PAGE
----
Bright & Infinite
this evening you drive across the bridge tunnel like you have
your whole life, away from home or toward it, face hanging
out of the window like a dog lapping up air, your nose and cheeks
wet with tears. did you choose this water or did it choose you?
gulls swarm above the waves, dive bombing for bait. on your skin,
on the windows, their fevered pitch echoes. if it’s true this city
is sinking into a meteor’s crater formed some 35 million years
ago in the mouth of the Chesapeake Bay, why don’t people
believe it more? instinct or foolishness, the gulls chase desire
to the death, to the point of being swallowed. you’re paralyzed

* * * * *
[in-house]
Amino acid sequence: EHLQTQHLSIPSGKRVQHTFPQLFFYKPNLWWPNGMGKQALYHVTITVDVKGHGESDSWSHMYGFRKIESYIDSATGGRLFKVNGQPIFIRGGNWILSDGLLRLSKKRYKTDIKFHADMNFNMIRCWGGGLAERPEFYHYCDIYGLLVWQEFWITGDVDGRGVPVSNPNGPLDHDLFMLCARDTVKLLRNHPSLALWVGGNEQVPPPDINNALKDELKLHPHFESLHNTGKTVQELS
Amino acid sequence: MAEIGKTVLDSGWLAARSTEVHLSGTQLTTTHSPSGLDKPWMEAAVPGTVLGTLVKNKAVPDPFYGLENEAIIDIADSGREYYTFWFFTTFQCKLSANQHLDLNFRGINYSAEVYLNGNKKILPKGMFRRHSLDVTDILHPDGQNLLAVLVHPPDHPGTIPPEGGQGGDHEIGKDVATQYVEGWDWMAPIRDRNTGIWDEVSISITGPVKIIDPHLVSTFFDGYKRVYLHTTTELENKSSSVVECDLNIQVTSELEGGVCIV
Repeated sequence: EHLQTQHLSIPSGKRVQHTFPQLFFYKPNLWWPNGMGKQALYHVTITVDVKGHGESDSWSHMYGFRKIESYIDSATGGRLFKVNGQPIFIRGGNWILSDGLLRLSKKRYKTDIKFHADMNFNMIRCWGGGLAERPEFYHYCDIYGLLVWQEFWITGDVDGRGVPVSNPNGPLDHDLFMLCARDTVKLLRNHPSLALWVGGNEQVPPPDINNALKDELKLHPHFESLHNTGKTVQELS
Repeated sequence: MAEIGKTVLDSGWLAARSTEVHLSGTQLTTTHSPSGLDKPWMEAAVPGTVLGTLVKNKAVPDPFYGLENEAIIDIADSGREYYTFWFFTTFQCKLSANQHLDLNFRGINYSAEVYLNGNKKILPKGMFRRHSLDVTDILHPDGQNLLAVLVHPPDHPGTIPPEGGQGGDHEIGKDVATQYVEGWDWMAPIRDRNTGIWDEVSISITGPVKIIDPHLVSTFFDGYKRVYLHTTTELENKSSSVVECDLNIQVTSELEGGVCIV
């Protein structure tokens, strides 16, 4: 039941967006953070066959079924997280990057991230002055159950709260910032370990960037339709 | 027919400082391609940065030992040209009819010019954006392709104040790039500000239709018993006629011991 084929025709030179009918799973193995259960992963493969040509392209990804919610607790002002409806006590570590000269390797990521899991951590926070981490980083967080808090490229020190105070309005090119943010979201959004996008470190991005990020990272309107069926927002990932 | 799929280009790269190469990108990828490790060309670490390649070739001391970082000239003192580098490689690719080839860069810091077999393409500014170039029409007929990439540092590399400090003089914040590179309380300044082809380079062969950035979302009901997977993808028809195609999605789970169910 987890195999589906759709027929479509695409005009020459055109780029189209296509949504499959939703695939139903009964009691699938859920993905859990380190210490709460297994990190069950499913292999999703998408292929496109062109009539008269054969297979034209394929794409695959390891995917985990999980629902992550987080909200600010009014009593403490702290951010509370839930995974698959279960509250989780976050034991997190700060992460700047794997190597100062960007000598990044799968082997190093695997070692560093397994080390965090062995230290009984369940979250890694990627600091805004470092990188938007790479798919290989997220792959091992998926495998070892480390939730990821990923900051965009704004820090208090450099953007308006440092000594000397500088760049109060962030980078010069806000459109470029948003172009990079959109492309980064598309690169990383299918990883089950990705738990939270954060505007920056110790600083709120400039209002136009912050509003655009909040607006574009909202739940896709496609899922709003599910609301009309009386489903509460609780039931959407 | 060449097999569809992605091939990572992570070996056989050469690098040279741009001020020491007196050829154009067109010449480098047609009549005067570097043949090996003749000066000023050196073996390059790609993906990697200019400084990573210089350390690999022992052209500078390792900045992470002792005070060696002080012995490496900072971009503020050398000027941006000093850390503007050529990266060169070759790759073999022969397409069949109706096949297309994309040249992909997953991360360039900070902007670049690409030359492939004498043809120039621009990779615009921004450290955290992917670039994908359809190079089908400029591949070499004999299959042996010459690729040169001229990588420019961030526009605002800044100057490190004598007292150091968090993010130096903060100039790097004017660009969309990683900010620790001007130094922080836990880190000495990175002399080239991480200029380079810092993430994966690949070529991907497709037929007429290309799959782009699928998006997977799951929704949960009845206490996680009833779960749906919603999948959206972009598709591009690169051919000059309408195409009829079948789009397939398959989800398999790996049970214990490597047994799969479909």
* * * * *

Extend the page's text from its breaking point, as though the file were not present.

in front of photographs of blown off mountain tops, or people
up to their waists in water—an unthinkable, vanishing beauty.
you discover the word solastalgia, origins in solace and desolation,
in other words a deep sadness for a world irreversibly altered--
knowing your city ranks second only to New Orleans, two sea level
rise hotspots, you eye angry waves staining the legs of the bridge,
licking the concrete belly of the beast carrying you toward thunder-
storms. as a child you walked into the mouth of the ocean, swam
far enough out, your periphery—bright and infinite—kicking madly
against fear, against a giant body that could consume you--
Sarah McCall worked for many years as both English teacher and bartender, and is currently an MFA candidate in poetry at Old Dominion University. Her writing has appeared in several journals including Whurk, The Quotable, Barely South Review, and Jet Fuel Review. She and her husband and their two dogs live in Norfolk, VA.
The Ekphrastic Review
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